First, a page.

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Disorder in the Court

Ellen Davidson Feb 2, 2008

By Ellen Davidson

On Jan. 11, the sixth anniversary of the opening of the U.S. military prison at Guantánamo Bay, Cuba, some 50 activists milled around inside the Supreme Court building. Witness Against Torture, which organized the action, had chosen this site because the court will rule soon in the cases of Al Odah v. United States and Boumediene v. Bush on the constitutionality of holding nearly 300 Guantánamo prisoners without giving them the right to challenge their detention in a court of law.

On this cold rainy day, there were few regular tourists present, and we tried ineffectually to be inconspicuous, intently studying the busts of the chief justices that lined the walls. At a signal around 1:15 p.m., several people moved toward the front door, attempting to get outside and unfurl a banner at the top of the steps. Meanwhile, some 250 hooded marchers wearing orange jumpsuits arrived outside after a procession across the National Mall, and dozens of them stood on the steps with their own banner. Inside, I began singing a call and response: “Ain’t we got a right to the tree of life?” The marble floors and walls of the Great Hall reverberated with our voices.

The Supreme Court Police jumped the banner-holders, repeatedly throwing one older woman down on the floor. Another woman started reading a statement, only to have it snatched from her hands. We knelt in two lines along the hall, shouting “Shut it down!” Forty-three individuals were eventually arrested inside, while 37 others were detained outside. Most of us had handed our IDs off to support people, and when asked our names, we each gave the name of a man being held at Guantánamo.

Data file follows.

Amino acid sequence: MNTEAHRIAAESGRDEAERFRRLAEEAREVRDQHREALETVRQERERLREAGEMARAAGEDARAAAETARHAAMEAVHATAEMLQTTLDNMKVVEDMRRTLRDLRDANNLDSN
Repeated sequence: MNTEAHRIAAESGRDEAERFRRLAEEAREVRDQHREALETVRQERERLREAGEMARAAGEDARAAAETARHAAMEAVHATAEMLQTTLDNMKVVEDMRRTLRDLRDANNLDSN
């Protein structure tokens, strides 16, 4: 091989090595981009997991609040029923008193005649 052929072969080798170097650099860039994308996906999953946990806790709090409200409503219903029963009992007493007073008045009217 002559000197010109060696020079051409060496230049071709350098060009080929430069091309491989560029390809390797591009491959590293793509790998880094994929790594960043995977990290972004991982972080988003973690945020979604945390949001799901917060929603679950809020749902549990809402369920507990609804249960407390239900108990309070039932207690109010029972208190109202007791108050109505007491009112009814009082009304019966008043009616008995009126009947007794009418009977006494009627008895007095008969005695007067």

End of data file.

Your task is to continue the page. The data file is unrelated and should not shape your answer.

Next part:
Unused to protests inside the building, the Supreme Court Police took hours to process the 80 protesters, and most of us ended up being reprocessed later at different facilities. The next morning, after some of us had been moved through as many as five different cells during the night, we arrived at holding cells behind the courtroom. I was with 13 other women in a cell about two-thirds the size of my kitchen with a small bench along one wall. Some lucky ones had gotten a sandwich during the 20 hours of custody. Three women in my cell were vomiting from dehydration. (The judge, on hearing of these conditions from our lawyers, ordered the marshals to give us water.) Throughout the long day, we sang, trading songs with the men down the hall. The marshals told us we wouldn’t get out that day if we didn’t shut up.

After we spent 10 hours in shackles, they began taking us up in small groups to appear before a judge on federal charges of protesting at the Supreme Court and, for those inside, an additional charge of “causing a harangue.” “My name is Ellen Davidson,” I told the judge, “but I was acting on behalf of Arkin Mahmud, a prisoner at Guantánamo who was born in China.” This was the moment we had spent 30 hours in jail for. Finally, at least a few of the imprisoned men’s names would appear on the record in a U.S. court.

Meanwhile, the same day as our protest, the D.C. Court of Appeals upheld the dismissal of a suit by four British men against former U.S. Defense Secretary Donald Rumsfeld and other military officials. The men had been held and tortured at the Guantánamo prison. “Because the plaintiffs are aliens and were located outside sovereign U.S. territory at the time their alleged claim arose,” said the ruling, “they do not fall with the definition of ‘person.’”

For more information, see witnesstorture.org.

photo : John Paul Hornbick